Issue date: 21 June 2004

ISSUE DATE: 21/06/04
25, 26 and 27 June 2004 ‘New Studios Building’ Frenchay Campus

Final year project work by Architecture and Planning students at the University of the West of England will be featured at the Summer Exhibition 2004 in the New Studios Building in the Faculty of the Built Environment at UWE’s Frenchay Campus on 25, 26 and 27 June 2004. The exhibition includes work from students on the following courses; BA (Hons) Architecture and Planning, BSc (Hons) Architecture Technology and Design, Bachelor/MA Architecture and MA Urban Design.

The exhibition will be opened at 4pm on Friday 25 June by Richard Saxon CBE, RIBA Vice-President of Practice and Director of the Building Design Partnership.

Matthew Hynam carried out his final year project in Portsmouth’s Historic Dockyard. As well as conducting an extensive urban design study, examining how the Historic Dockyard could be regenerated, he has designed a new ship hall to exhibit the Mary Rose.

Matthew explains, “The docks within the dockyard are some of the oldest in the world. My design proposes to regenerate these docks aiming to give these beautifully engineered structures equal status to the ships, such as Mary Rose and HMS Victory, which are housed in them. The new museum for the Mary Rose takes up three dry docks, which contain a museum, dedicated to the Tudor Navy, a ship hall for the Mary Rose and a marine archaeological museum and dive tank. Currently the Mary Rose can only be viewed from behind steamed up glass, which makes viewing the detail of the ship quite difficult. The new ship hall, which is to be constructed when the Mary Rose has been fully dried out, resembles an upturned ships hull with cathedral-like dimensions and allows the ship to be viewed from many angles.”

Tamsin Landells looked at redeveloping the area to the North of Taunton which is currently a run down, undeveloped area needing a boost.

Tamsin said, “A lot of regeneration work has already happened in the South of Taunton where there is a concentration of retail developments. I looked at an area around the old cattle market which has been disused for a few years. My project proposes an Arts Quarter with a mixture of housing, work units, an archival centre, Somerset Library, dark rooms, recording studios, bars and cafes overlooking a green space. The building development is timber framed using glulam beams and columns with green oak cladding. The units are prefabricated for precision and ease of construction which has the added advantage of making the buildings flexible and easy to maintain.”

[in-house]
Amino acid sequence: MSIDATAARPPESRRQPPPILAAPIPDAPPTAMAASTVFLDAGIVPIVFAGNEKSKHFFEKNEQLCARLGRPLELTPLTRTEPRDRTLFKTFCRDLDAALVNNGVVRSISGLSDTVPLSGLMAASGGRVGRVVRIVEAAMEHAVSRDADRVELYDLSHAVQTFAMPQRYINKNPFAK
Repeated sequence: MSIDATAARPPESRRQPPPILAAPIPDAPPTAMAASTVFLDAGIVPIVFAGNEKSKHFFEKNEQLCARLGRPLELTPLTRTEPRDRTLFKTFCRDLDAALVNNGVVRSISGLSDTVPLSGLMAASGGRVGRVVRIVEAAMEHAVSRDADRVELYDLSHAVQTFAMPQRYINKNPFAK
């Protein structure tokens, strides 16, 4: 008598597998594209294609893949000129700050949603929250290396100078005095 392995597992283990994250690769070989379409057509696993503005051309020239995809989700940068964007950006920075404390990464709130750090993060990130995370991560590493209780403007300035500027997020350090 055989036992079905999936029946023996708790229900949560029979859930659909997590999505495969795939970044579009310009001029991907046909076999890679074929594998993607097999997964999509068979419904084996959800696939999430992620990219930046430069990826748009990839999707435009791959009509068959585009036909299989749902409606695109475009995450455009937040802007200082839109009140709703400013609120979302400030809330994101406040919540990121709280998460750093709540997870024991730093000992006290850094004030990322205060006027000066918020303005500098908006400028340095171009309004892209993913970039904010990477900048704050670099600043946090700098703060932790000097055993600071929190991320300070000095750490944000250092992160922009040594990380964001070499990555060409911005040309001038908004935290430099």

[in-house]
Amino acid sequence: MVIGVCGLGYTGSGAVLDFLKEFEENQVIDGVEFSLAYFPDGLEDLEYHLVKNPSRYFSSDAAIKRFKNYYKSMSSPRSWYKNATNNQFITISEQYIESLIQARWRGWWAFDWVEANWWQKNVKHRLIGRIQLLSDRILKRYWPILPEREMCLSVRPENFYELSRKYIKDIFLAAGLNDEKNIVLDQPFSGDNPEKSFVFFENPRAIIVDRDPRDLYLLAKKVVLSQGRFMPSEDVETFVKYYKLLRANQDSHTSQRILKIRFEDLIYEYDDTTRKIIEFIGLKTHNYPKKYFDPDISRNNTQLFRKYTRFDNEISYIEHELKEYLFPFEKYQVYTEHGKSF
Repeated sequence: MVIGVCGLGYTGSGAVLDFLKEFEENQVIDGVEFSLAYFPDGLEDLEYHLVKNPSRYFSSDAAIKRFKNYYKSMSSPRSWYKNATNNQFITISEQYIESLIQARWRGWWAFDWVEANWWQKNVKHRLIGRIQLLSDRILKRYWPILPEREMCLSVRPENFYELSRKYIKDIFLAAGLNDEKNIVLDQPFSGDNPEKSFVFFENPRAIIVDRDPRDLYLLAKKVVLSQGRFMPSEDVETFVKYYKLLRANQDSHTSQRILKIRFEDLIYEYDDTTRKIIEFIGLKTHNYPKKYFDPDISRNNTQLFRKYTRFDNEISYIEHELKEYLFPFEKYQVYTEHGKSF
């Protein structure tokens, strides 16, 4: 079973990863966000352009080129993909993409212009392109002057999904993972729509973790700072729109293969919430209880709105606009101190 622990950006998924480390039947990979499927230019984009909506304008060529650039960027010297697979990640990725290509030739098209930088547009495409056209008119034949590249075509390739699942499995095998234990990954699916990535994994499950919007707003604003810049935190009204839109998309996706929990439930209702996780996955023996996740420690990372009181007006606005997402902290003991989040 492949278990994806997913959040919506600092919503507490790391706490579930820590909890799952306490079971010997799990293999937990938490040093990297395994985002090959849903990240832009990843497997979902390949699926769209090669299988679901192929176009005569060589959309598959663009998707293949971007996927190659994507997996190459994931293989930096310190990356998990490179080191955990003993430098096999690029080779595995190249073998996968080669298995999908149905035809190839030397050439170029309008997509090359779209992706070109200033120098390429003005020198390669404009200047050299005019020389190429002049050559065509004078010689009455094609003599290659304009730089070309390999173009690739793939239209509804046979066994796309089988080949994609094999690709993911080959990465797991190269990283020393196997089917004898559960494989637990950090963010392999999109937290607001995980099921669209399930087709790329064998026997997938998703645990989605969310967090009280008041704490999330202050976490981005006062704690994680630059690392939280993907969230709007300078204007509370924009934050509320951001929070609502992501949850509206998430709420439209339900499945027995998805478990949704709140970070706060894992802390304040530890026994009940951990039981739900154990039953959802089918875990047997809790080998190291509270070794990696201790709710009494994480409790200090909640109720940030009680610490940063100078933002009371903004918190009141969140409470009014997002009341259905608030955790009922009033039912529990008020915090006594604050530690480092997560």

Florence Wong has also based her project on Taunton. She has devised a plan that includes moving the current bus station to a new site to create a new cultural quarter. The bus station is currently positioned between two attractive green areas and the idea links the green areas with a development based on Dublin’s ‘Temple Bar’ area.

Florence said, “Taunton needs a cultural centre and my plan features a Heritage Centre inspired by the Delft University Library. Special design elements include a turf roof which is held up by means of circular steel cages. The idea for the steel cage structure was taken from the Sendai Mediatheque in Japan by architects Toyo Ito. The steel cages allow light to enter the building, act as ventilation shafts and provide the strength needed to support the weight of the turf roof. The Green roof links the two green areas and provides a much needed expanded green area in this part of the city.”


Editors notes:

The exhibition opening times are Friday 25 June between 3.30pm and 6.30pm, Saturday 26 and Sunday 27 June between 10.00am to 4.00pm.

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